Resolved, the House of _______ concurring, That Canon I.17.5 be amended to read as follows:
Sec. 5 No one shall be denied rights, status or access to an equal place in the life, worship,
and governance or employment of this Church because of race, color, ethnic origin, national origin, marital or family status (including pregnancy or child care plans), sex, sexual orientation, gender identity and expression, disabilities or age, except as otherwise specified by Canons.
And be it further
Resolved, That Canon I.17 be further amended by adding a new Section 6 and renumbering all subsequent sections:
Sec. 6 No employment search shall (a) include questions about race, color, ethnic origin, national origin, sex, marital or family status (including pregnancy and child care plans), sexual orientation, gender identity and expression, disabilities, or age, or (b) request a photograph of an applicant prior to an offer of employment being made and accepted.
And be it further
Resolved, That Canon III.1.2 be amended to read as follows:
Sec. 2 No person shall be denied access to the discernment process or to any process for the employment, licensing, calling, or deployment for any ministry, lay or ordained, in this Church because of race, color, ethnic origin, national origin, sex, marital or family status (including pregnancy and child care plans), sexual orientation, gender identity and expression, disabilities or age, except as otherwise provided by these Canons. No right to employment, licensing, ordination,call, deployment or election is hereby established.
Sources as varied as the Church Pension Group’s annual Clergy Compensation Report, academic research (see for example: Svoboda-Barber, 2017; Danieley, 2018; Nesbitt, 2014 and ongoing), and copious self-reported stories all tell us that the Episcopal Church is no different from the rest of our country and world when it comes to under-employing and under-compensating women and other minority groups.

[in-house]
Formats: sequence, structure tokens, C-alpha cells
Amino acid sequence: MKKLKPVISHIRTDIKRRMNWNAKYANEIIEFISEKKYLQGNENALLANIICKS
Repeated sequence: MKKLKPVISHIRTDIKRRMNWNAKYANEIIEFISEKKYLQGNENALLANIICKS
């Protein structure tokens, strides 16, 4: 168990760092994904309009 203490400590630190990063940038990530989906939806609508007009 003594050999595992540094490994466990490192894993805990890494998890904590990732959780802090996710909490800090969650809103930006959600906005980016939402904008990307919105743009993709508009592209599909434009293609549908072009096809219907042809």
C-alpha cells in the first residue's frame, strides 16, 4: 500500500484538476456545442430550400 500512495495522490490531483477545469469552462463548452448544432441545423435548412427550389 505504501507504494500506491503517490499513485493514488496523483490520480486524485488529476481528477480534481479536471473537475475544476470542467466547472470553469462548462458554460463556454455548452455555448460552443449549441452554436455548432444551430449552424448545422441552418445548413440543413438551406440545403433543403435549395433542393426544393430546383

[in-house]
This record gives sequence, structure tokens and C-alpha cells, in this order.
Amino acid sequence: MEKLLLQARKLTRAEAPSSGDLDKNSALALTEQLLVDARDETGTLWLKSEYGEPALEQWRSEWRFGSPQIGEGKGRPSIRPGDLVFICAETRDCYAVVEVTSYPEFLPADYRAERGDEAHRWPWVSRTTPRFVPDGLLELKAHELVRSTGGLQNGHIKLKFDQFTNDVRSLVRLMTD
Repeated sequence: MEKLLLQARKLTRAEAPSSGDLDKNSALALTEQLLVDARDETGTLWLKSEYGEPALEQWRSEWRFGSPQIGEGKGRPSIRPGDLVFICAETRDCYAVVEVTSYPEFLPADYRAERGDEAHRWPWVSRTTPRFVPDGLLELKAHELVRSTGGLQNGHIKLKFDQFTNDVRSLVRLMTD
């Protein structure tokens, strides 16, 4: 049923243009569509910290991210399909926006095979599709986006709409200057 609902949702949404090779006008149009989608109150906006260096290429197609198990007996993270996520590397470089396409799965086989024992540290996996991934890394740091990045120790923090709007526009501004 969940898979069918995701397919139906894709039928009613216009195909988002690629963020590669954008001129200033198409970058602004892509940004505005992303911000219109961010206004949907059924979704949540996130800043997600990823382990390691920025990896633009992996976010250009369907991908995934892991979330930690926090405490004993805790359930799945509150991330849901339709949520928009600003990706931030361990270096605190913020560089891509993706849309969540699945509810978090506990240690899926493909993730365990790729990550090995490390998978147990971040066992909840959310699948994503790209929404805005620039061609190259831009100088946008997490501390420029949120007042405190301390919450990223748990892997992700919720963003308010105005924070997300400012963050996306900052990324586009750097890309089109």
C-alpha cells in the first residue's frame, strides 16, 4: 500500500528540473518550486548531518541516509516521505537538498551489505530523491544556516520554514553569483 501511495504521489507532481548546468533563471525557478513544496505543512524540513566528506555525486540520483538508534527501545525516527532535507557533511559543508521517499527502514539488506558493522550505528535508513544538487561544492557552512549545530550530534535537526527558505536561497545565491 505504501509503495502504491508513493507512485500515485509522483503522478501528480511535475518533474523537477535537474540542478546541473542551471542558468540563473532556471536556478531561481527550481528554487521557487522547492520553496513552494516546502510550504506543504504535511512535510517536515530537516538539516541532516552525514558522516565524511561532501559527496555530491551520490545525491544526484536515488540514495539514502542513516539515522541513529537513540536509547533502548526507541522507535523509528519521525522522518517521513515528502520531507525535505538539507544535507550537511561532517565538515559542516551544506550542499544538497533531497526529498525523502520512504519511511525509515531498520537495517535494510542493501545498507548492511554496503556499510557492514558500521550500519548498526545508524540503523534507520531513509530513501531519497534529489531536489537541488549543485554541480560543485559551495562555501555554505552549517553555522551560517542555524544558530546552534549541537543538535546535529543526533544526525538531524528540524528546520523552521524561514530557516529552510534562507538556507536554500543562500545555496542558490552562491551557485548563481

The exception is this: as a religious organization, the Church is generally exempt from many of the laws and best practice guidelines that protect applicants from discriminatory practices in hiring and employment, including those that limit what kinds of personal information an employer may use in hiring decisions. In the Church it is still the case that women are routinely asked about their plans for childbearing and child care; older and younger applicants alike are routinely asked to defend why they are applying for a particular position at their age; LGBTQ+ individuals are routinely asked intimate details about their home lives; and so on.
Additionally, the U.S. Equal Employment Opportunity Commission and the Society for Human Resources Management agree in their conclusion that applications that require a photograph measurably disadvantage women and people of color. Because initial impressions carry such strong unconscious weight, this conclusion continues to hold true even in an age where search engines and social media make it easy (and in some ways even commendable) to look up applicants during the employment process.
These amendments propose, therefore, that the Episcopal Church willingly submit itself to restrictions similar to the ones that protect applicants in secular employment, and further extend the protections we already apply to discernment for ordination, as one step forward into a more just and equitable Church for all people.
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